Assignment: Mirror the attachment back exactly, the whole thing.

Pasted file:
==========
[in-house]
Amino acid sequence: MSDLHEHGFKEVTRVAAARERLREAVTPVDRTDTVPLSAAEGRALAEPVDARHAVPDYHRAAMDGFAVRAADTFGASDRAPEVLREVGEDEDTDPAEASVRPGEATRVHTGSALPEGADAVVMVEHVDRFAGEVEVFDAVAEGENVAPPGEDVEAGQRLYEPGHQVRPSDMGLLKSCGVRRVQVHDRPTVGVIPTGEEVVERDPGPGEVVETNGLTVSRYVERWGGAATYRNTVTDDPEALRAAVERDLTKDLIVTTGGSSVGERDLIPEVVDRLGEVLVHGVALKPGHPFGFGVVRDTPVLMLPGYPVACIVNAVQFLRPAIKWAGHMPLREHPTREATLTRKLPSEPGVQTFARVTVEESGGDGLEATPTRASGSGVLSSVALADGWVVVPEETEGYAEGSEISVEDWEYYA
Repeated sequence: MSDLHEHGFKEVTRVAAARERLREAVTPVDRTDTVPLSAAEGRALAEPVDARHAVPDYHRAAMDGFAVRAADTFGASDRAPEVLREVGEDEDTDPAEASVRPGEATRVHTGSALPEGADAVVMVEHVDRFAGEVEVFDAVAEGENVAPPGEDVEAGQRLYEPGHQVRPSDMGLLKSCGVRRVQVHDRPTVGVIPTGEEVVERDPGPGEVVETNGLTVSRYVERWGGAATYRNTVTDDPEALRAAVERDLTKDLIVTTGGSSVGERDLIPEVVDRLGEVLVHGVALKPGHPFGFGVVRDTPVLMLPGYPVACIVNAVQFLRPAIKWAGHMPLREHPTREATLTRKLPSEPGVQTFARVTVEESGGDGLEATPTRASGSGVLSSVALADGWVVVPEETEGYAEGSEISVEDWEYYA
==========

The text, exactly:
[in-house]
Amino acid sequence: MSDLHEHGFKEVTRVAAARERLREAVTPVDRTDTVPLSAAEGRALAEPVDARHAVPDYHRAAMDGFAVRAADTFGASDRAPEVLREVGEDEDTDPAEASVRPGEATRVHTGSALPEGADAVVMVEHVDRFAGEVEVFDAVAEGENVAPPGEDVEAGQRLYEPGHQVRPSDMGLLKSCGVRRVQVHDRPTVGVIPTGEEVVERDPGPGEVVETNGLTVSRYVERWGGAATYRNTVTDDPEALRAAVERDLTKDLIVTTGGSSVGERDLIPEVVDRLGEVLVHGVALKPGHPFGFGVVRDTPVLMLPGYPVACIVNAVQFLRPAIKWAGHMPLREHPTREATLTRKLPSEPGVQTFARVTVEESGGDGLEATPTRASGSGVLSSVALADGWVVVPEETEGYAEGSEISVEDWEYYA
Repeated sequence: MSDLHEHGFKEVTRVAAARERLREAVTPVDRTDTVPLSAAEGRALAEPVDARHAVPDYHRAAMDGFAVRAADTFGASDRAPEVLREVGEDEDTDPAEASVRPGEATRVHTGSALPEGADAVVMVEHVDRFAGEVEVFDAVAEGENVAPPGEDVEAGQRLYEPGHQVRPSDMGLLKSCGVRRVQVHDRPTVGVIPTGEEVVERDPGPGEVVETNGLTVSRYVERWGGAATYRNTVTDDPEALRAAVERDLTKDLIVTTGGSSVGERDLIPEVVDRLGEVLVHGVALKPGHPFGFGVVRDTPVLMLPGYPVACIVNAVQFLRPAIKWAGHMPLREHPTREATLTRKLPSEPGVQTFARVTVEESGGDGLEATPTRASGSGVLSSVALADGWVVVPEETEGYAEGSEISVEDWEYYA